A Puzzler’s Puzzler: On Frank W. Lewis

A Puzzler’s Puzzler: On Frank W. Lewis

A Puzzler’s Puzzler: On Frank W. Lewis

Lewis was a true Renaissance man, a lover of music, history, literature, language, botany, geography, sports, boating, cards—the list is endless—all of which enliven his puzzles.

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Even if you don’t know a rebus from an anagram or a double-entendre from a pun, you have no doubt noticed Frank W. Lewis’s cryptic crossword puzzle each week on the last page of the magazine. Frank, who died peacefully November 18 at the age of 98, had supplied The Nation with his brain-teasing (some would say brain-frying) puzzles from 1947 until his retirement at the end of 2009. Frank’s fans were and are legion (Leonard Bernstein, Kurt Vonnegut and our own Katha Pollitt among them); they were also steadfast and very demanding (they burned up the phone wires when we printed the wrong grid once; an intern had to be assigned to field the enraged calls).

Frank was a true Renaissance man, a lover of music (in which he had an advanced degree), history, literature, language, botany, mythology, geography, the military, sports, boating, cards—the list is endless—all of which enliven his puzzles.

He also had a past about which he never told all: during World War II he was a cryptanalyst, or "cryppie," for the War Department, where he labored in the dark days BC (before computers) cracking Japanese and German codes. He was hired by the legendary "Willie the Fox" Friedman, and, as Frank once told me, "You had to be an oddball to make it, and I was glad to be included." As Civilian in Charge of the Japanese Section, he broke the Japanese shipping code and was credited with shortening the war in the Pacific. He was awarded the (very rare) Exceptional Civilian Service medal by both the War Department and the National Security Agency (the only person to win two such medals, as far as anyone knows).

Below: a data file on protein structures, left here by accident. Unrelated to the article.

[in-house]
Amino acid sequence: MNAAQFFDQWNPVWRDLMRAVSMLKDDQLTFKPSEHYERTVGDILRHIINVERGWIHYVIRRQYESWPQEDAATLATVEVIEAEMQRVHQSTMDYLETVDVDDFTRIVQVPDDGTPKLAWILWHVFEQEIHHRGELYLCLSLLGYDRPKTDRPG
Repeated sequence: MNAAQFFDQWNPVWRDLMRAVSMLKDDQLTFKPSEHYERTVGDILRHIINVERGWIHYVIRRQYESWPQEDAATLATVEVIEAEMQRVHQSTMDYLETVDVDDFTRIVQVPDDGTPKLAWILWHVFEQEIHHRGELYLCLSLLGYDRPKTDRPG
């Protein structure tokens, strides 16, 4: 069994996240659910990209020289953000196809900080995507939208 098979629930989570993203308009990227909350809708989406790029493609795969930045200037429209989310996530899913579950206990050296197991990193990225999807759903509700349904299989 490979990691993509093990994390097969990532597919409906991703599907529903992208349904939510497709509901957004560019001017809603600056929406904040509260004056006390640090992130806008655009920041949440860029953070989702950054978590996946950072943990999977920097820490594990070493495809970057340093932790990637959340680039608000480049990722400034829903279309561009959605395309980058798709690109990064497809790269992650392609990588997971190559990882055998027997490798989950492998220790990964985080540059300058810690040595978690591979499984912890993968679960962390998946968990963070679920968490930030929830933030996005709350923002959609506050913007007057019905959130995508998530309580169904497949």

Meanwhile, stationed in England, Frank had fallen for the cryptic crosswords he’d found in the papers there; to amuse himself and friends, he began to make his own. Back home after the war, he found only one American magazine that featured a worthy cryptic—The Nation. When a vacancy opened up on our puzzle page, Frank filled it by winning a contest judged by Nation readers. Thus began Frank’s sixty-two years as our puzzle master—counting back, we find he "set" (the proper term) an incredible 2,963 of them.

For the past year we’ve been running "Frank’s Golden Oldies" while we look for a successor to the master. Early in the new year, we will announce the results of our search.

Farewell, Swank Filer.

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